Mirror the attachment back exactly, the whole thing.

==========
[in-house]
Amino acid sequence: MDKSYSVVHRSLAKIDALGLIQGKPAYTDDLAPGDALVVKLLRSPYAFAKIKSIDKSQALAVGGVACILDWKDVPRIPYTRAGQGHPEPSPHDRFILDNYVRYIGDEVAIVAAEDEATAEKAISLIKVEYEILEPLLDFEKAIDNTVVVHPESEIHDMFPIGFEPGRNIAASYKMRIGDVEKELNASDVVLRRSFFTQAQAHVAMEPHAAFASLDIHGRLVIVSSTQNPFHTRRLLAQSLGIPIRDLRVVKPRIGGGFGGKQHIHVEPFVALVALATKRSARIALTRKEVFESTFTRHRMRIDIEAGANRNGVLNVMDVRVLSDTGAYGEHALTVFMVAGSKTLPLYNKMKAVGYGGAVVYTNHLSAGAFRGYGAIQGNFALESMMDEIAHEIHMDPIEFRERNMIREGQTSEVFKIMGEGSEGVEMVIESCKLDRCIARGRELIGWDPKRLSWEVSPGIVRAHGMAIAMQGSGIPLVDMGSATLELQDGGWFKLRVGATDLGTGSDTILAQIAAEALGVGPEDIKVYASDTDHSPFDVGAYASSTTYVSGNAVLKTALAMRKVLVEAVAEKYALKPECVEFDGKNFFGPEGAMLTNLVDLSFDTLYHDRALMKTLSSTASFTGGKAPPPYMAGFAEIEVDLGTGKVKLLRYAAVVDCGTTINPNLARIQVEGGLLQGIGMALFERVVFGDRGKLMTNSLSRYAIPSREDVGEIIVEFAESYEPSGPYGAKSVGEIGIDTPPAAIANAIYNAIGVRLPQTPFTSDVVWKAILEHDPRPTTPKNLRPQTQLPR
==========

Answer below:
[in-house]
Amino acid sequence: MDKSYSVVHRSLAKIDALGLIQGKPAYTDDLAPGDALVVKLLRSPYAFAKIKSIDKSQALAVGGVACILDWKDVPRIPYTRAGQGHPEPSPHDRFILDNYVRYIGDEVAIVAAEDEATAEKAISLIKVEYEILEPLLDFEKAIDNTVVVHPESEIHDMFPIGFEPGRNIAASYKMRIGDVEKELNASDVVLRRSFFTQAQAHVAMEPHAAFASLDIHGRLVIVSSTQNPFHTRRLLAQSLGIPIRDLRVVKPRIGGGFGGKQHIHVEPFVALVALATKRSARIALTRKEVFESTFTRHRMRIDIEAGANRNGVLNVMDVRVLSDTGAYGEHALTVFMVAGSKTLPLYNKMKAVGYGGAVVYTNHLSAGAFRGYGAIQGNFALESMMDEIAHEIHMDPIEFRERNMIREGQTSEVFKIMGEGSEGVEMVIESCKLDRCIARGRELIGWDPKRLSWEVSPGIVRAHGMAIAMQGSGIPLVDMGSATLELQDGGWFKLRVGATDLGTGSDTILAQIAAEALGVGPEDIKVYASDTDHSPFDVGAYASSTTYVSGNAVLKTALAMRKVLVEAVAEKYALKPECVEFDGKNFFGPEGAMLTNLVDLSFDTLYHDRALMKTLSSTASFTGGKAPPPYMAGFAEIEVDLGTGKVKLLRYAAVVDCGTTINPNLARIQVEGGLLQGIGMALFERVVFGDRGKLMTNSLSRYAIPSREDVGEIIVEFAESYEPSGPYGAKSVGEIGIDTPPAAIANAIYNAIGVRLPQTPFTSDVVWKAILEHDPRPTTPKNLRPQTQLPR